THE IGNATIAN PEDAGOGICAL PARADIGM (IPP)

Since the mid-eighties, many schools have built their teaching strategy around an understanding of how we learn, based on the spirituality of St. Ignatius.  The IPP, as it is called, suggests that we discern best when we make sure to involve all the steps of the natural learning process, which are: Context, Experience, Reflection, Action and Evaluation.  

Context sets the framework, identifies relevant values and acknowledges the history that got us to this point.  Experience grounds us in concrete reality–what has actually happened that moves us to this decision.  Reflection calls us to find the deeper meaning of that reality, its causes and consequences.  This leads us to take Action to bring about the best possible future.  And Evaluation sets us up for future decisions as we learn from the experience which flows from the action we’ve taken.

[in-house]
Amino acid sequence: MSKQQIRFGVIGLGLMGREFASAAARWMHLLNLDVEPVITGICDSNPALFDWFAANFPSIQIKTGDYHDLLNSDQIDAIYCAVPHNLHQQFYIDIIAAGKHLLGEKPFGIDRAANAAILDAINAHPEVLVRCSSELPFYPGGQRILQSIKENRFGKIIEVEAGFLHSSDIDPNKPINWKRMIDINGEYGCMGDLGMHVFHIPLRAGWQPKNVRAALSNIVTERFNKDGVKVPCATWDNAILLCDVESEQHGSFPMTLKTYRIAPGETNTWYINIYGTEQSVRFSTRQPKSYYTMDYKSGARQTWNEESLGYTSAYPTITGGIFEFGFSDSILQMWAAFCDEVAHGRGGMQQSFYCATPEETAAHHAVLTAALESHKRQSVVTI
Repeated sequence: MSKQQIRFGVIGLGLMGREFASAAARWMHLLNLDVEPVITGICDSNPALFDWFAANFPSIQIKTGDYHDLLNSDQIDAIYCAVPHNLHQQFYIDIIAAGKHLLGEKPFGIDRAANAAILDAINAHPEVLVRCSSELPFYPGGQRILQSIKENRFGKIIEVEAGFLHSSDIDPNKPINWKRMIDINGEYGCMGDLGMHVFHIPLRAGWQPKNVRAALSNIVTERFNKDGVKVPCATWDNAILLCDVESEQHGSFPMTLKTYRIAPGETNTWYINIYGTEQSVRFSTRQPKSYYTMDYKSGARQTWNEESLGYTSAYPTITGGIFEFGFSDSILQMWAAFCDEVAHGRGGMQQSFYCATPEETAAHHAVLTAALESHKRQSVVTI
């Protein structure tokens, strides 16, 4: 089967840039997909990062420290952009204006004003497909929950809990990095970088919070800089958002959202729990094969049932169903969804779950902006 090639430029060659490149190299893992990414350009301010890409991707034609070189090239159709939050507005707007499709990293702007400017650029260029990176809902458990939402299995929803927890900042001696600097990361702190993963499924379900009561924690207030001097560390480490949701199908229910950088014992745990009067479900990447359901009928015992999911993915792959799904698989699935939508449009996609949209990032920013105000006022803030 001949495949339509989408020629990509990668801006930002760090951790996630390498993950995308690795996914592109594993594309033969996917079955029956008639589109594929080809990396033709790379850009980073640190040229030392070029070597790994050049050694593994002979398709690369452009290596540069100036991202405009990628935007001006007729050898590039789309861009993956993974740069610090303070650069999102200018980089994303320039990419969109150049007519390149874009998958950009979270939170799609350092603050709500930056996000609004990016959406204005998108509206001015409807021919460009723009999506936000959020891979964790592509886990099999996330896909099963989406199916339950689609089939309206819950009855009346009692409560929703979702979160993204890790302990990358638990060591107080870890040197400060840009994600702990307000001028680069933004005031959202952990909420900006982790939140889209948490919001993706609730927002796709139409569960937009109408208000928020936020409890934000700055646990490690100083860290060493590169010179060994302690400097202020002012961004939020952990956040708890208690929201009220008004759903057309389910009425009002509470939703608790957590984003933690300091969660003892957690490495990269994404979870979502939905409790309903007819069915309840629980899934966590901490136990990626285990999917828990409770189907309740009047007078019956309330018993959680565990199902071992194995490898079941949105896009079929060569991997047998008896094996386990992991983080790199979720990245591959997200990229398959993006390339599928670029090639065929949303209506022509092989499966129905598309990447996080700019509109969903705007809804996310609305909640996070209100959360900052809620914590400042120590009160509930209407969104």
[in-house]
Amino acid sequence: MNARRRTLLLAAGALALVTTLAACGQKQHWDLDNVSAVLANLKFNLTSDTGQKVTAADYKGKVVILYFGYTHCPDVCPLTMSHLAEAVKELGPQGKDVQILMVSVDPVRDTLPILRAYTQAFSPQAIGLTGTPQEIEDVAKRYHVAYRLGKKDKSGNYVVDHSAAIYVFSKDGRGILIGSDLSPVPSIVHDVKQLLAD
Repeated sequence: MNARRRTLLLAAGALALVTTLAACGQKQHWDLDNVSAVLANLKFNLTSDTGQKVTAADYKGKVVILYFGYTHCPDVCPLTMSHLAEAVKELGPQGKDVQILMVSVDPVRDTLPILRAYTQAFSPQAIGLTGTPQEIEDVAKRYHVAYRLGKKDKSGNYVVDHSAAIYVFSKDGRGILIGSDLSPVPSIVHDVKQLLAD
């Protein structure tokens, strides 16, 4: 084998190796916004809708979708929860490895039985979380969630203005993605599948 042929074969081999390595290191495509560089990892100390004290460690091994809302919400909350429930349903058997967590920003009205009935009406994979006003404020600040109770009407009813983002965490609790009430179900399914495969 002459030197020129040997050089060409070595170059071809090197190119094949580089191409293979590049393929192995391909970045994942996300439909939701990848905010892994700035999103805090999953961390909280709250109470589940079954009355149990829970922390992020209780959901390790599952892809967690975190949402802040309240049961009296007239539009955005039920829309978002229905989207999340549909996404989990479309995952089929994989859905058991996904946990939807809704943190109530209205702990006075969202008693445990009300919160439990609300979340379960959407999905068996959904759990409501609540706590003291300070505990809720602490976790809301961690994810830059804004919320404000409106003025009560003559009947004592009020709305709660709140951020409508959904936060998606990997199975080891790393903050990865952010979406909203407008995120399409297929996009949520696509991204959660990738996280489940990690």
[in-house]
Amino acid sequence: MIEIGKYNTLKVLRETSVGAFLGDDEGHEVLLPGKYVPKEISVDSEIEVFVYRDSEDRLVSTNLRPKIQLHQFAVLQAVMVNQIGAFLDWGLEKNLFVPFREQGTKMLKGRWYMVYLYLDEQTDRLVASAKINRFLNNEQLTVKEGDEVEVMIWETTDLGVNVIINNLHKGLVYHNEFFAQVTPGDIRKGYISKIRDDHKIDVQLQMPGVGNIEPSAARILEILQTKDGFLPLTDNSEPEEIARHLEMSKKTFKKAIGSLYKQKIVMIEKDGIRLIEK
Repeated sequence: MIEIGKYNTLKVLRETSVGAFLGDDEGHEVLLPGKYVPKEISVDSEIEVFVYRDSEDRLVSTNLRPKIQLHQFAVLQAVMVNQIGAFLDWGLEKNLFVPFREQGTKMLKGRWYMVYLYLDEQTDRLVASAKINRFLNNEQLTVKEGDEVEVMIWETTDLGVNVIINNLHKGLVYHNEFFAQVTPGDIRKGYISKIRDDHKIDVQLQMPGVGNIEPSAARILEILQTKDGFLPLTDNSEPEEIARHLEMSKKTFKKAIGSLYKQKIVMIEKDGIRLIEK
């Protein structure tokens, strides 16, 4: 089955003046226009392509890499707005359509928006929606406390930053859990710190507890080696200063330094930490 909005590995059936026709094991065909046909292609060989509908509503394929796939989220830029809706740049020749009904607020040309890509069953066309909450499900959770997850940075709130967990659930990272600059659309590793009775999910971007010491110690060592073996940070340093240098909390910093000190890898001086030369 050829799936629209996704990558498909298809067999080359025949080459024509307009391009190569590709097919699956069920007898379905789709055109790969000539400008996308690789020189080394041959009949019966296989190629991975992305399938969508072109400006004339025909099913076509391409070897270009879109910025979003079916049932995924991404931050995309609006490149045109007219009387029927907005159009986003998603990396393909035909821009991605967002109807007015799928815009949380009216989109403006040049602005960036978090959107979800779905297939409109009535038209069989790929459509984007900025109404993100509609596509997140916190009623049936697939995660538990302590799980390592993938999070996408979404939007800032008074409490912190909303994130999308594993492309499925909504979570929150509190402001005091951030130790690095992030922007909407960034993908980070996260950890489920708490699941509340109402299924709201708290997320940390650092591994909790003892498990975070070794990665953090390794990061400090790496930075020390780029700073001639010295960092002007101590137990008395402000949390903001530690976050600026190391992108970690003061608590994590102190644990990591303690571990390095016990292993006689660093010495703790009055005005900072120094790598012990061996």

These four habits of discernment–praying for God’s will, cultivating silence, practicing the Examen and observing the steps of the Pedagogical Paradigm–can help us be more discerning in our daily lives.  But they can also prepare us to engage in a deeper discernment of the issues faced by our school with our colleagues on the Board.

To understand how the Spirit and Habit of discernment can be applied in a practical way to discernment by boards, please read the next part of this post, “The Six Components of Group Discernment.”

More information, including an Ignatian version of the Serenity Prayer, can be found in the handbook, Discernment for Boards: an Ignatian approach, available from Lulu Press.